Today, T-Mobile rolls out its largest ad campaign ever to tout the new Google phone, the myTouch 3G. The AT&T rival has recruited three public figures to champion the ads: Phil Jackson, former Bulls and Lakers coach, Jesse James, gearhead and TV star, and Whoopi Goldberg, who is still working, apparently.
The ads have plenty to boast about—the myTouch 3G is a great device, and Android is an excellent system—but they stop short of saying what they should. If they're going to beat Apple at the smartphone game, they have to engage in the dirty business of telling customers how Apple screws over once-happy iPhone buyers. T-Mobile thinks that it'll succeed by telling customers they can make the myTouch "100% You." But all we really want is to be left alone, to install what we want and use our phones as we like.
For one thing, T-Mobile needs to tell customers that Google is no small part of this—they're the big cheese of the Open Handset Alliance, not some ancillary feature that you tack on at the end of the product name.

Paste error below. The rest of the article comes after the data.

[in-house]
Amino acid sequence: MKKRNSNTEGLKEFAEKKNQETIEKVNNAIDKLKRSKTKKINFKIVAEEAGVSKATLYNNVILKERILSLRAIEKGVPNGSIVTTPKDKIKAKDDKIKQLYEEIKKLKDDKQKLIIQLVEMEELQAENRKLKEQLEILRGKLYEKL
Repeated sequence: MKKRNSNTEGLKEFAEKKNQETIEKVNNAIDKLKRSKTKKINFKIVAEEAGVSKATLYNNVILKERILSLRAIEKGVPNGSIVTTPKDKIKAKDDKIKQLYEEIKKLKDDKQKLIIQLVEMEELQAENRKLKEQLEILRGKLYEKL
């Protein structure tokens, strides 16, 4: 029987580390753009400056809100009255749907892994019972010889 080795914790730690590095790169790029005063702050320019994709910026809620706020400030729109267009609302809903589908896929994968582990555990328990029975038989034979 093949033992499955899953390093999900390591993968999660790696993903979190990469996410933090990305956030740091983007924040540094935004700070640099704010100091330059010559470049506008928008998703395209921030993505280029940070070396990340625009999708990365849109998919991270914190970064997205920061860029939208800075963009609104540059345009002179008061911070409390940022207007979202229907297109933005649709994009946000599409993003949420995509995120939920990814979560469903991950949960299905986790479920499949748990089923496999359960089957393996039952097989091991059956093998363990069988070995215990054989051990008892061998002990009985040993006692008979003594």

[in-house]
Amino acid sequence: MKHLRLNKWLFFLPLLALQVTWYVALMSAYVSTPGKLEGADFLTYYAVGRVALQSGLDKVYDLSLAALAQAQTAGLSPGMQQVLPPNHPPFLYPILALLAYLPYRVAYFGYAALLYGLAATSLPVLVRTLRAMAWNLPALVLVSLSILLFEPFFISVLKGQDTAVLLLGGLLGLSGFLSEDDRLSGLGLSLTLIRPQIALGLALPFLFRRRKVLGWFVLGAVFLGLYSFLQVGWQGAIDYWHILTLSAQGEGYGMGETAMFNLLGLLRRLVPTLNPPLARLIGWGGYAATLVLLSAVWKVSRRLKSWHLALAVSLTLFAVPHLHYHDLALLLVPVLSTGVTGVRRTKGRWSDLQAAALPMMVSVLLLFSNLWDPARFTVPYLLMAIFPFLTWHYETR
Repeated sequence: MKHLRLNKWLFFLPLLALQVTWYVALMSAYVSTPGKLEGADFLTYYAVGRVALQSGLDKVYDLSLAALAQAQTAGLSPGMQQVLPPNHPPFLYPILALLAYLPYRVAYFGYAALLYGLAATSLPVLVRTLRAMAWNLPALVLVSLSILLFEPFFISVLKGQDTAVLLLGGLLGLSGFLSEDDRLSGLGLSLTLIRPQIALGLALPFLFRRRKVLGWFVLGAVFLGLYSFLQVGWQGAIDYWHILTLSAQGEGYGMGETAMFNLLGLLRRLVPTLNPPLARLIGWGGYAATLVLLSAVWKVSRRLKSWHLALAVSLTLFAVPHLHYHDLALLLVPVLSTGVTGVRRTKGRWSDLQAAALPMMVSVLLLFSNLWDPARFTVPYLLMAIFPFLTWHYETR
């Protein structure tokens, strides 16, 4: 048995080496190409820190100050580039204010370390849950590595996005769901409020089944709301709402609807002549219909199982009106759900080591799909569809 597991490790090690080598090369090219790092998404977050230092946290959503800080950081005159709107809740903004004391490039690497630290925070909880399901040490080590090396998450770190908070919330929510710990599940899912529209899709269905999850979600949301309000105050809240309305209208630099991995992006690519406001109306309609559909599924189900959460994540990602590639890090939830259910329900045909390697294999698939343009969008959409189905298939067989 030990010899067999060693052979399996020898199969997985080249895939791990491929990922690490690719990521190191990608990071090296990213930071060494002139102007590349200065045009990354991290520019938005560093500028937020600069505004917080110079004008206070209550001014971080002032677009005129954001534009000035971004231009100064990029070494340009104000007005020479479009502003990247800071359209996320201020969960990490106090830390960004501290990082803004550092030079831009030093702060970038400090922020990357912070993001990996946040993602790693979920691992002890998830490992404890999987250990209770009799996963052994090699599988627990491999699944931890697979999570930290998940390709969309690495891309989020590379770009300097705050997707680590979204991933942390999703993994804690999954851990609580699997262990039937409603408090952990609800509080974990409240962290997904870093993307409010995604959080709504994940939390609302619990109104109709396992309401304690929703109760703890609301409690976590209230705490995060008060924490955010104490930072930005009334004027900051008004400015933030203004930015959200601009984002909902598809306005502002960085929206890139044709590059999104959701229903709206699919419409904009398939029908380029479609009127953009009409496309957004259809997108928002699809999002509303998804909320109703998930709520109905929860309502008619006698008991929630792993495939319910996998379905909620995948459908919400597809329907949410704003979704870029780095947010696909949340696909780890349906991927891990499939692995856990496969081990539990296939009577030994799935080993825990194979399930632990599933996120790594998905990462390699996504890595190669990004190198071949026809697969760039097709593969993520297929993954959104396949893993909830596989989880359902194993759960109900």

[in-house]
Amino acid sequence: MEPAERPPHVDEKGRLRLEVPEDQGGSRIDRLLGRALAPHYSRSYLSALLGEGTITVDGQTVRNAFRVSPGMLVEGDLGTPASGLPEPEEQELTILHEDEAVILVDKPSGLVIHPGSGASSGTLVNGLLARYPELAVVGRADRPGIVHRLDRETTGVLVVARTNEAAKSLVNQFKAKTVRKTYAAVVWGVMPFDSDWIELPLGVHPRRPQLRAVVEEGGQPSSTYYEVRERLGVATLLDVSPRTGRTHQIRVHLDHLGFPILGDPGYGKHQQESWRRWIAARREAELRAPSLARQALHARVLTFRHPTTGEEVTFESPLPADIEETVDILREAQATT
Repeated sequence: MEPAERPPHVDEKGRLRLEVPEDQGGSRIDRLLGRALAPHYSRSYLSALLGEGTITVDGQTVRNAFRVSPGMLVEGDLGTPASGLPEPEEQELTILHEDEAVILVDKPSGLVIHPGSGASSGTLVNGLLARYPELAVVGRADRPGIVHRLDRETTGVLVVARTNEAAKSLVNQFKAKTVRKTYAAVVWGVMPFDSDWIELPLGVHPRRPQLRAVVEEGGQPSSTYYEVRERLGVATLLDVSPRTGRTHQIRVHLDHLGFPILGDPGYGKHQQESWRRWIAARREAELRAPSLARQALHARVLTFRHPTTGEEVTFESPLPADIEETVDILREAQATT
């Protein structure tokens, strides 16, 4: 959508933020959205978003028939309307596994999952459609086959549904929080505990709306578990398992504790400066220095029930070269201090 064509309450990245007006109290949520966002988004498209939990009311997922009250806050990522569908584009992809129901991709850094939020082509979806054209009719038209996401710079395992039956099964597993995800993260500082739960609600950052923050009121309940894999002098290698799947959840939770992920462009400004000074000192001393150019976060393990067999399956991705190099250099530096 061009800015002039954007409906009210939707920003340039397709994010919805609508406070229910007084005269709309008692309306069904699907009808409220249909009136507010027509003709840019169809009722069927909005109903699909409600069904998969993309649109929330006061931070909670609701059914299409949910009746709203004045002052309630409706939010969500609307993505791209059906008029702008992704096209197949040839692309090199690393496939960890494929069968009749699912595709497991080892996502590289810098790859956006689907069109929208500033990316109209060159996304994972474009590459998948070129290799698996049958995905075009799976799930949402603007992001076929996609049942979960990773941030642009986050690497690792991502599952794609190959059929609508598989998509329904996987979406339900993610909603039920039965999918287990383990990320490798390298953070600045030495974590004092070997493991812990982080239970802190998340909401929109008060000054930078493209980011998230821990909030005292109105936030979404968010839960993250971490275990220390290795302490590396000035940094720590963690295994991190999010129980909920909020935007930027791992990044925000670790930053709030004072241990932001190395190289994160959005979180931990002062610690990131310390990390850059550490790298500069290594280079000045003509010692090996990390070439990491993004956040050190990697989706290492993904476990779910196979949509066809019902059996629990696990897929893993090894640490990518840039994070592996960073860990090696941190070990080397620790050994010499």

They also need to get customers to understand that the iPhone isn't the only phone with apps. Of course, BlackBerrys have apps too, but T-Mo needs to emphasize that Android is a real, Linux-kernel-based platform, not some hacked-together BlackBerry interface that was mutilated to accept apps. Whatever the iPhone can do, Android can too; it simply hasn't, yet.
T-Mobile should also be emphasizing that even though the myTouch 3G may be a good phone, it's the second of a whole litany of choices that are about to drop. Sure, maybe that'll mean some customers hold out now, but getting them on the Android train long-term is a more important goal.
With the hardware maker (HTC) nowhere in this ad copy, the myTouch 3G feels a little like an off-brand iPhone imitator. It wouldn't hurt to emphasize that this thing has plenty of speed and memory to go around, and it's expandable to 32GB. People don't just like apps; they love the iPhone because of the iPhone, the device itself.